You may want to take a look at their numerous awards, accolades and positive reviews. They are 90 db at 1 watt/1 meter with a recommended power handling rating of 10-250 watts per channel. I am guessing that they would be a little easier load for any amp you would use but of course would respond to higher quality amplification they might be paired with.

    I don't think they come up used very often so I felt fortunate to find a pair on ebay for ~700.
     
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  10. MickeyJi

    MickeyJi Member

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    I‘ve owned several pairs of ELACs ranging from entry-level and small to expensive floorstanders and they‘ve all had a bit of a signature sound.Crisp and energetic with well defined but slightly thinned out bass and articulate treble, which I suppose could veer into shouty territory, especially coupled with an analytical amp. I currently have a pair of ELAC b.s243‘s paired with a Marantz PM 7200 which is a somewhat warm and forgiving amp - together they sound very good.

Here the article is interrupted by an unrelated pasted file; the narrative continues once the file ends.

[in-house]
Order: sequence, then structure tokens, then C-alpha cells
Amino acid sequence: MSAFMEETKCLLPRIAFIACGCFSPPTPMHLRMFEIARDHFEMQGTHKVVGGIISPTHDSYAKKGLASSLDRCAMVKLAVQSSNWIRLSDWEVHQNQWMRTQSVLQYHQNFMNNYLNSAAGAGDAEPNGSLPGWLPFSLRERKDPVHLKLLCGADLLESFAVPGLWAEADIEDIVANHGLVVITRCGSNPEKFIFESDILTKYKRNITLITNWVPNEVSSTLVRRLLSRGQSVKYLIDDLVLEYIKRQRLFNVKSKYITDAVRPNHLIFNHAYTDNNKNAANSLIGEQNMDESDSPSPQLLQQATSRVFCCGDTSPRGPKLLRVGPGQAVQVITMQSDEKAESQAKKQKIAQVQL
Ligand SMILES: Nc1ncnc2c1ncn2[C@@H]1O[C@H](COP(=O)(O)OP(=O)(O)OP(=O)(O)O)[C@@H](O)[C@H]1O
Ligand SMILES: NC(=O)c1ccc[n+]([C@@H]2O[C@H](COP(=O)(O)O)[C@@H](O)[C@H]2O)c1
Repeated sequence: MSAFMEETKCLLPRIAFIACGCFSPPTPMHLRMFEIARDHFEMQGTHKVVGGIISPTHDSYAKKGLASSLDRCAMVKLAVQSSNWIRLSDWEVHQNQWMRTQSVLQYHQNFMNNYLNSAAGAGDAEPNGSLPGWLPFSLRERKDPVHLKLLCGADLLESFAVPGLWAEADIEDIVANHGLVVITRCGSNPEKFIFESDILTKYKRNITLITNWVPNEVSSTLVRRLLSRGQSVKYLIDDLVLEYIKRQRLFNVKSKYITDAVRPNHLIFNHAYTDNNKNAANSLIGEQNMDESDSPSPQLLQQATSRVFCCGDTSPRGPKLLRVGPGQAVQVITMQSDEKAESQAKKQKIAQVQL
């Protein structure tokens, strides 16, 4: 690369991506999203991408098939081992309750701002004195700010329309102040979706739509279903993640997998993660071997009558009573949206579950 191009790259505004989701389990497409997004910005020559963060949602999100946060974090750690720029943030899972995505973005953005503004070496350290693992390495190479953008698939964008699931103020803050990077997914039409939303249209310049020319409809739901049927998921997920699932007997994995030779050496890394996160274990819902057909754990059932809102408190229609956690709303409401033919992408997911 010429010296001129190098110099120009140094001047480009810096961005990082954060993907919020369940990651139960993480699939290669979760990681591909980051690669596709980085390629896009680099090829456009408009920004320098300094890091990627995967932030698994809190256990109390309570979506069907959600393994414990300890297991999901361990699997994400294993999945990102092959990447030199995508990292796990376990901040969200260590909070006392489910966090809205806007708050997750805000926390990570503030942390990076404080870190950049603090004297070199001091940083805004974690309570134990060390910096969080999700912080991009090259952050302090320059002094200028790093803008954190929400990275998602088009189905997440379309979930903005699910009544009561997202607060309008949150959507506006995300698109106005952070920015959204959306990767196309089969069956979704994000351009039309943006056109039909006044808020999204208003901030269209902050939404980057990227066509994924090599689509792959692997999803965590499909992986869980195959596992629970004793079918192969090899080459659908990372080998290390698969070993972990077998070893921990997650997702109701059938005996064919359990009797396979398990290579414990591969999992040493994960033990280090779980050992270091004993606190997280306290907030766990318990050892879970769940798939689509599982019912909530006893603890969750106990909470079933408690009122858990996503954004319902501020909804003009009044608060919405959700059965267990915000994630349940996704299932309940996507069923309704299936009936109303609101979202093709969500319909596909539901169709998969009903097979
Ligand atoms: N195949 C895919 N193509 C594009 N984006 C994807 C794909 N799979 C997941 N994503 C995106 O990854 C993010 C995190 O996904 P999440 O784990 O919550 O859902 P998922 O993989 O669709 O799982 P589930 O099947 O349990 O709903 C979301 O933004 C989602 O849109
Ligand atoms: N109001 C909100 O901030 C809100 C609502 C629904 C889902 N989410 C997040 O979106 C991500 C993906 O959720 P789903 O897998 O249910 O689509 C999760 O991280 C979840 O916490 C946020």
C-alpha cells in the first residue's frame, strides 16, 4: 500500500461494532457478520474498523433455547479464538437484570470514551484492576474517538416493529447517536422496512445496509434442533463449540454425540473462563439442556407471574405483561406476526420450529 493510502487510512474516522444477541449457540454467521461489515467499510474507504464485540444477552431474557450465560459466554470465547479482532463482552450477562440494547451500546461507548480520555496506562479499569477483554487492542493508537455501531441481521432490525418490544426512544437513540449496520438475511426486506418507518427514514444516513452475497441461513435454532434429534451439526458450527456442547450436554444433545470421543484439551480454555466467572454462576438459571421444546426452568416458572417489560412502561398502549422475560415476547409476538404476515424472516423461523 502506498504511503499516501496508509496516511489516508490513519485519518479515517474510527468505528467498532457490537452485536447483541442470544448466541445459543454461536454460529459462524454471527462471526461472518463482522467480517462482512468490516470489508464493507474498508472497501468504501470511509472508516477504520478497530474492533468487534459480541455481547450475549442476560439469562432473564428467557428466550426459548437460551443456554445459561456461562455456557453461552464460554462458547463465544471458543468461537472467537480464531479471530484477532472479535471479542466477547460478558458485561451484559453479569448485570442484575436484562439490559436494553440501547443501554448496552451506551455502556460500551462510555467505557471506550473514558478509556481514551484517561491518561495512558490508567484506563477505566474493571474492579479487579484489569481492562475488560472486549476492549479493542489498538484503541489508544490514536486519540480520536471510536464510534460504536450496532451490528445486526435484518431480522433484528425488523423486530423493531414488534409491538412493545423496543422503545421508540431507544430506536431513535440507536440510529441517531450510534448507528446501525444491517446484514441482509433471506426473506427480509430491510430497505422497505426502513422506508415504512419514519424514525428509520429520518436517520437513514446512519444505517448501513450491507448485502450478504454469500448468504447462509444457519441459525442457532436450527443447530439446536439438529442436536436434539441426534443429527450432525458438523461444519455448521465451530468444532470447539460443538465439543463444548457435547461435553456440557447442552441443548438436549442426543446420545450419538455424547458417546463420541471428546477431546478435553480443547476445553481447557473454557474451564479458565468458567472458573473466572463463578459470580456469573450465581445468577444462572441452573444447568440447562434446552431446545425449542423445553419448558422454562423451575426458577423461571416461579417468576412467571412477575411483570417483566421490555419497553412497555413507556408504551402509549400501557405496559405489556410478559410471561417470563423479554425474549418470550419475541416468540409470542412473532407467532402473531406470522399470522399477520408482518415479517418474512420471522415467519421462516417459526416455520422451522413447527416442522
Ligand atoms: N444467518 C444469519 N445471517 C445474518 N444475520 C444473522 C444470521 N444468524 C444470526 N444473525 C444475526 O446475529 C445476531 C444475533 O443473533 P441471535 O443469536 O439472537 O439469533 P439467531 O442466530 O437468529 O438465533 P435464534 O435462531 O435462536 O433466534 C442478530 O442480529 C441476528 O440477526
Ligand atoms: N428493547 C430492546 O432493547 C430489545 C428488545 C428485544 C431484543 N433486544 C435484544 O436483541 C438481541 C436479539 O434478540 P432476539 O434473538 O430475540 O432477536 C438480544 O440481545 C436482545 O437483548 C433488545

11. Steve Dallas

    Steve Dallas Supporting Member

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    I have heard several pairs of various Elac speakers in the past and remember liking them. That plus all the industry hype around Andrew Jones generally, and the UB5 specifically, is why I decided to test drive these.

    A few weeks after I wrote this review, I started worrying that I had not been fair, or had gotten something wrong in my setup, or had a head cold and didn't know it, and I tested them again. Nope. They really are shout boxes with a very narrow sweet spot, and they sound nothing like the Elacs I remember.

    The amps I used are all in the warmer end of the spectrum. Perhaps a brighter amp would open up the tweeter some, but probably not more than 1dB, and that would not be enough.
     
  12. Alan Dunn

    Alan Dunn Member

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    2nd hand speakers are a lot cheaper and there is no break in period to worry about. Hence, I'll never enter the buying speakers new lottery again.
     
  13. Tony Foran

    Tony Foran Supporting Member

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    Steve
    Any chance you could review the KEF LS0 wireless ?